The Unedited Truth About Our Brokenness

Trigger warning: Depression and suicide ideation

“The silence depressed me. It wasn’t the silence of silence. It was my own silence.” – Sylvia Plath

At times, the silence that reverberates around the world can be deafening. The moment when family and friends and everyone you know seem to have deserted you. When those entwined roots that were once bound so tightly are unlaced and unknotted until the last remaining shreds, barely holding, are straining to snap. Then you come to realize that the most deafening silence of all comes from within the depths of your heart.

The bitter realization that all this destruction stems from yourself and you alone comes crushing down on you like bricks. Once again, it reminds you of how pathetic you are as a human—so inadequate, so worthless, without meaning—when juxtaposed with all the beautiful, talented souls in the world. Am I the very definition of failure? you ask yourself. The unanswerable question of the purpose of your very existence, which is only met with silence, haunts you over and over again—for every hour, every minute, and eventually every second of the day—until the tempest threatens to drown you in a surge of black wave, flooding your lungs so that each painful gasp for air is a statement of the simple truth: You don’t deserve to live.

When people beside you begin to feel the overpowering waves of darkness gushing out, they ask you for the reason for your melancholy—another inexplicable question to which the answer lies at the dead center of a highly intricate maze, where you twist and turn only to be met with dead-ends, confined for eternity, unable to proceed nor escape. It accumulates with your infinite rings of questions—not unlike tree rings of a fallen tree—only you failed to outrun its relentless expansion and eventually gave up on hurdling over each ring to reach the tiny dot in the middle where all things begin. Or because, perhaps you are haunted by the fact that at its heart lies you.

You yourself are the reason. The problem. The predicament.

But then this response would most certainly guarantee raised eyebrows, the disdain in their eyes barely contained, struggling to comprehend the ambivalence of your answer, before coming to the ultimate judgement that you, of all people, should be grateful for the life you have right now when so many others have it worse. And so justified they are, for you are in absolutely no position to be drenched in pools of misery. That is what marks you as a self-centered person, a selfish person, insensitive to the hardships the rest of the world is going through.

Still, despite all the judgement and condemnation, each day you find yourself poised on the that very narrow edge that marks the borderline between this world and the next. Just one step. Off from the solid ground. That simple. Flipping right to the last page of the book. The end.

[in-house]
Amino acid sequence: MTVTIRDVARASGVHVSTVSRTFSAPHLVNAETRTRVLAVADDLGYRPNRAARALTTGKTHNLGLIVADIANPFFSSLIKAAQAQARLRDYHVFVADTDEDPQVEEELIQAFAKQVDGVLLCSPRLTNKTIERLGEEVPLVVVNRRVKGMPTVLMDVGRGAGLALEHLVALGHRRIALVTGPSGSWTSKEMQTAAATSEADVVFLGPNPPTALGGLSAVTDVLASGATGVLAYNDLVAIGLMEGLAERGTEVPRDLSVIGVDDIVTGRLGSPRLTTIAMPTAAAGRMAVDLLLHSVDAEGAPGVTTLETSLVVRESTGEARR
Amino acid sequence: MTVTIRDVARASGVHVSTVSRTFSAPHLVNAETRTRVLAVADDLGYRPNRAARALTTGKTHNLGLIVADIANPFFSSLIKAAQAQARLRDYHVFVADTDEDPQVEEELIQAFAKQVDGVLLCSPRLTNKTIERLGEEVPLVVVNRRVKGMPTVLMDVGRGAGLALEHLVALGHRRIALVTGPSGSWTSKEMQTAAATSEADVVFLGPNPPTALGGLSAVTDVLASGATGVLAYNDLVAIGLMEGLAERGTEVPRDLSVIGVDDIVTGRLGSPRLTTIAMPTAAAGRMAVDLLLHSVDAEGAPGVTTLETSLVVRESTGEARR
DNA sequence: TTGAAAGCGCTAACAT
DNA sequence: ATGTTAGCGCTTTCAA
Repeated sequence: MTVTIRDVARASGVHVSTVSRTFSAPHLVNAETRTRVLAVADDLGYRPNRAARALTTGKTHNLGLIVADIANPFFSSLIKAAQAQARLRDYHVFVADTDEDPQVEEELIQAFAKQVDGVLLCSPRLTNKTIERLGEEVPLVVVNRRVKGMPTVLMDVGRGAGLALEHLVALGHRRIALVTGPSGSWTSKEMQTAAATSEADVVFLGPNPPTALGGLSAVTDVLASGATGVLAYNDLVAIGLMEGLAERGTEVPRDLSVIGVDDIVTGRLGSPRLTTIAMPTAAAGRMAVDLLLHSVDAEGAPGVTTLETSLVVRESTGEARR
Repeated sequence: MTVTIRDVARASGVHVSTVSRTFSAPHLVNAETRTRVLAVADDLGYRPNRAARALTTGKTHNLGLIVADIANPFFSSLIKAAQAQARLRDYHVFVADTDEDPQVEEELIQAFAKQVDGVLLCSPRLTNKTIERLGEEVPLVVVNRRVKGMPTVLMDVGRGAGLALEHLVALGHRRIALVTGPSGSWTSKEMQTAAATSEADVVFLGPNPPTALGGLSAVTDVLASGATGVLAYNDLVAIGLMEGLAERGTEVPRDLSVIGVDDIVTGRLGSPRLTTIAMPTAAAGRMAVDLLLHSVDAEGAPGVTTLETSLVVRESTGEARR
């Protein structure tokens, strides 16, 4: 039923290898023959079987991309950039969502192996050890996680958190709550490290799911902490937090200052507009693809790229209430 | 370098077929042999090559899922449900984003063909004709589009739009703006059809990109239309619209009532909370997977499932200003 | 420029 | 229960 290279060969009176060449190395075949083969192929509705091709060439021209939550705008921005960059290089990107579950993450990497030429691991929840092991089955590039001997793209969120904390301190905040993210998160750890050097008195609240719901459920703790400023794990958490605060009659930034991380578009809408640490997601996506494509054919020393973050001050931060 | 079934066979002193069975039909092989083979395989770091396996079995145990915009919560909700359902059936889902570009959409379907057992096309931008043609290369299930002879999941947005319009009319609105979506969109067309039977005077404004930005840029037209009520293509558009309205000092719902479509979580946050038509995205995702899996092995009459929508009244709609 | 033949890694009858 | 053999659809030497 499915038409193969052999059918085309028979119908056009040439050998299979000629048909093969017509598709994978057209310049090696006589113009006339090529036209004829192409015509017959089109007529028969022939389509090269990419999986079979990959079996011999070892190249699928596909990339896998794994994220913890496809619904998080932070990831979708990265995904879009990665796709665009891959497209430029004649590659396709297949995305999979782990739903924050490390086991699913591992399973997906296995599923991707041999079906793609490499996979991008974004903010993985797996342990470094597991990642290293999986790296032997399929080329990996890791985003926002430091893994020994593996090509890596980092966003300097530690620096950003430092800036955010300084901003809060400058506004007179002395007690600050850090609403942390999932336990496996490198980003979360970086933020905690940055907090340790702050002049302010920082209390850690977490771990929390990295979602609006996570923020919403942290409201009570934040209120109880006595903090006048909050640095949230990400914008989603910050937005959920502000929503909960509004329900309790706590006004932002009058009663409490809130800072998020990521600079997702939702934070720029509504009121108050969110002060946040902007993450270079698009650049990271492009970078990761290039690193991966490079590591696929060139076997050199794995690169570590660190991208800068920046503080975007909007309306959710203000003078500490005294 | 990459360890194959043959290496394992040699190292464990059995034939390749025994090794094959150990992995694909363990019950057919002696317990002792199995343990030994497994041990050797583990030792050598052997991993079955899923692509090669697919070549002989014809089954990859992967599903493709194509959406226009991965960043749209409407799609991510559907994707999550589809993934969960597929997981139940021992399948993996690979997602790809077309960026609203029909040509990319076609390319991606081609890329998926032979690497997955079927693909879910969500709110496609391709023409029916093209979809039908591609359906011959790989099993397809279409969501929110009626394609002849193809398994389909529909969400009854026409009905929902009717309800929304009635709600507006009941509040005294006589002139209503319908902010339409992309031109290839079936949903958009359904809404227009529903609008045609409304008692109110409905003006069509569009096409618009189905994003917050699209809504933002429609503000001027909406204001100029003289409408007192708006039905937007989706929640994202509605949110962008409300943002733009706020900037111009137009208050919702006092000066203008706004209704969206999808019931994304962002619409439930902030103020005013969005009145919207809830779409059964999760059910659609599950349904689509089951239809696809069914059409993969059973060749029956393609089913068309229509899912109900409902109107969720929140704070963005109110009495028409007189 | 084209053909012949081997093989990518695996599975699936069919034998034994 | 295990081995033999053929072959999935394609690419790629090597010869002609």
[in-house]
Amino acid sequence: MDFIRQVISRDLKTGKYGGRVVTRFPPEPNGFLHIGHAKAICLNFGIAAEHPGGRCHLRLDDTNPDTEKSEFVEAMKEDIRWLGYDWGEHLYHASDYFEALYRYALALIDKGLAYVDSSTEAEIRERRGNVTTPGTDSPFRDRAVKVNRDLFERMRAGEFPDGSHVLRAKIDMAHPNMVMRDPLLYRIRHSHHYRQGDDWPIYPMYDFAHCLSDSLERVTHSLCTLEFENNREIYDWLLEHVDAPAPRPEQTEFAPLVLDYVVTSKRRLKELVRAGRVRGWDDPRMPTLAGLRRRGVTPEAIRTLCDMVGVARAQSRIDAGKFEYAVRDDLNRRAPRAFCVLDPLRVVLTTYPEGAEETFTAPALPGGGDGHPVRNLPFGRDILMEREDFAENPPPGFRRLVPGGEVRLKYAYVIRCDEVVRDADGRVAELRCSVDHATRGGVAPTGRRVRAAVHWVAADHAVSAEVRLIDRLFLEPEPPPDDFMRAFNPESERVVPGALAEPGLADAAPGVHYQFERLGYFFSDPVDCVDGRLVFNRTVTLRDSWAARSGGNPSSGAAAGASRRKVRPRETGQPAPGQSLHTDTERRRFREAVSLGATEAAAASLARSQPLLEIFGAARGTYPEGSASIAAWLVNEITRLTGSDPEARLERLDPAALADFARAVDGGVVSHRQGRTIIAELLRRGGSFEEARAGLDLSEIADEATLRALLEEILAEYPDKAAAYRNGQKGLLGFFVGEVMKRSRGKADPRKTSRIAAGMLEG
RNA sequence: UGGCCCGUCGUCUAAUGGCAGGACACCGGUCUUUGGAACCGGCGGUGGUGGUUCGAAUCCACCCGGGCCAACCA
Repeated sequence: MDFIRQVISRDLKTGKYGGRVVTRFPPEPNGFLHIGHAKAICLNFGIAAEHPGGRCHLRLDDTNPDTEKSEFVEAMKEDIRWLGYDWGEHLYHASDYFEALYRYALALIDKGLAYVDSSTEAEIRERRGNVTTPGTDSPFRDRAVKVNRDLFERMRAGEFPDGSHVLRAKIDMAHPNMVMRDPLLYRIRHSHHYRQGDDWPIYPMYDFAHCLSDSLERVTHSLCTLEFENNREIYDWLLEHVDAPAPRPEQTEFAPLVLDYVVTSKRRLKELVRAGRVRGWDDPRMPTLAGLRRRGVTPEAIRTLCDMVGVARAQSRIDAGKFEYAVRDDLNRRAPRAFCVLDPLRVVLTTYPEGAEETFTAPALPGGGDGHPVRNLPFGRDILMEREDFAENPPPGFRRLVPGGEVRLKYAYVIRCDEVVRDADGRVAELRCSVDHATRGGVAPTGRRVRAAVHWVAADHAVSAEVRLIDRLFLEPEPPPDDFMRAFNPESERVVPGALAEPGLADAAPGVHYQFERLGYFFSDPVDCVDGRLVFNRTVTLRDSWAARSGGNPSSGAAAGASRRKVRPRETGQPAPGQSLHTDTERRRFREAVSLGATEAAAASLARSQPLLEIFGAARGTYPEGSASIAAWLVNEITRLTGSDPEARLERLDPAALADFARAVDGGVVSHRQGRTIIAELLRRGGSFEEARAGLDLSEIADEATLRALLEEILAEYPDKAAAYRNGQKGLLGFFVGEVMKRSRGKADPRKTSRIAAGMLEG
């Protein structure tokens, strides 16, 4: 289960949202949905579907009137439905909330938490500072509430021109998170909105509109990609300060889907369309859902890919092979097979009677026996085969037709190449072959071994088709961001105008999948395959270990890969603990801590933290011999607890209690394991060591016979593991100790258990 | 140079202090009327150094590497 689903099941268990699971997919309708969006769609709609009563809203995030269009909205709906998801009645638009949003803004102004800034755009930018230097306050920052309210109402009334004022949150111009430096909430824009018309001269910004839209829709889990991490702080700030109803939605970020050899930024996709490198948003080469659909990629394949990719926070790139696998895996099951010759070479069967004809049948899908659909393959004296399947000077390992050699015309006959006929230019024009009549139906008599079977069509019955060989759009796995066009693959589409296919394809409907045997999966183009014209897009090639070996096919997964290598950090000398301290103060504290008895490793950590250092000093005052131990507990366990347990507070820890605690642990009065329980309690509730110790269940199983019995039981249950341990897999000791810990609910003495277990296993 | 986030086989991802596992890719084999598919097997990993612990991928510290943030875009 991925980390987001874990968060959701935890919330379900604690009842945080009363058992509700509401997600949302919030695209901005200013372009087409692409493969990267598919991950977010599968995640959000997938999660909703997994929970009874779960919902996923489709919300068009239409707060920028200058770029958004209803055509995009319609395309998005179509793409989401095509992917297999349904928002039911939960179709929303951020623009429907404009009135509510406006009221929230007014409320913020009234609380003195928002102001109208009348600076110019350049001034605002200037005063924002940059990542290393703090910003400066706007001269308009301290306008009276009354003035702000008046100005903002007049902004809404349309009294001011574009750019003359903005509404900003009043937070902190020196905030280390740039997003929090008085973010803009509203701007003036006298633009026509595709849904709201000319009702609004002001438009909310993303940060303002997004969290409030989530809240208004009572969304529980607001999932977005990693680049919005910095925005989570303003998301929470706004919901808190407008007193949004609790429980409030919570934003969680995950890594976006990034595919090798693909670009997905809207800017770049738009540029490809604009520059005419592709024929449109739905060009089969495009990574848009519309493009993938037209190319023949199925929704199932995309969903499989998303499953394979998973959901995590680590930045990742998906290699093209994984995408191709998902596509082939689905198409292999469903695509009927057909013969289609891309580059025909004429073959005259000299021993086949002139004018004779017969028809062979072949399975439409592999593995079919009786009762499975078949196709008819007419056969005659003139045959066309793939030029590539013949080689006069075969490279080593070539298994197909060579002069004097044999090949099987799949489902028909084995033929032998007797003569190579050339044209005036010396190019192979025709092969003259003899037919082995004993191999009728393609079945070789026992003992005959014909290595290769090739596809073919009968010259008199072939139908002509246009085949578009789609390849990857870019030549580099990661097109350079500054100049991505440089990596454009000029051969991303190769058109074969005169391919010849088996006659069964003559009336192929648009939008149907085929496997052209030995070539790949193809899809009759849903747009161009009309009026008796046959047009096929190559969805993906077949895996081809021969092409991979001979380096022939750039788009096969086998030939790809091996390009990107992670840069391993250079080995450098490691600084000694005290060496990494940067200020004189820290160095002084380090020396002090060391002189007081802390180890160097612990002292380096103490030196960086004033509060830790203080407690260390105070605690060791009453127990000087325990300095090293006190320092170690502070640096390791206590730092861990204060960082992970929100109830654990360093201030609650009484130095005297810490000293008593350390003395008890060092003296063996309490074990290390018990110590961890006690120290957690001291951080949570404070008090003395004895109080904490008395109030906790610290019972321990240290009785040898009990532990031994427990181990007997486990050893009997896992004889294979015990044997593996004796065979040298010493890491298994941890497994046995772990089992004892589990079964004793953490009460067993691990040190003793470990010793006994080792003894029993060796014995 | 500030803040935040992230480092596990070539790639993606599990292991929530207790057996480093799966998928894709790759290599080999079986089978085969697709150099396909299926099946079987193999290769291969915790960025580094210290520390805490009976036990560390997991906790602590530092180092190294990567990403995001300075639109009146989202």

So what makes you hesitate?

Maybe it is the slightest tug at the knot in your chest or a momentary calmness at the eye of the storm, just enough to remind you of unfinished business.

After all, it is a giant leap, an irreversible decision, one that you have to make without any lingering regrets. Because deep down you don’t really want to die. You just want to cease to exist, because it’s too much, the weight of your dead soul inside the empty shell of a body.

Outsiders deem this choice as cowardice. If you have the courage to face death, you should have the courage to solve your problems. So they’d say. What do they know of our problems? What do they know of feeling dead inside? This is not about a bad breakup, a fight with a best friend, failing an exam, or getting rejected by your dream university or your dream job, etc. Or maybe it is all of the above that drives you to this point, but it hardly matters now. It’s already beyond things you can count and fix. No, this is about everything. This is about the life we’re trapped in. As egocentric as it sounds, this is about us as a person. This is about who we are. And how much we hate it. There’s only so many times you can fix a broken vase.

But they also say there is hope for everything. At least this much is true. Even a dead soul can be watered back to life. We need to believe that.

At the heart of all darkness blooms a dandelion. Try replacing yourself with the dandelion at the heart of your maze. Thousands of its feathery tips lacing the edges of the seed head, forming a perfectly circular ball. Pure at heart. And when you blow it, the iron shackles chained around your ankles will loosen up and the thick curtain of fog enveloping you from the rest of the world will lift. Eventually. Dissolving into thin air. Fading into eternity. Becoming mere memories. Everything shall pass. With time.

All you have to do is to find your own dandelion.

About the author
A lover of words and beautiful stories. Follow Rachel on Twitter or read more articles from Rachel on Thought Catalog.

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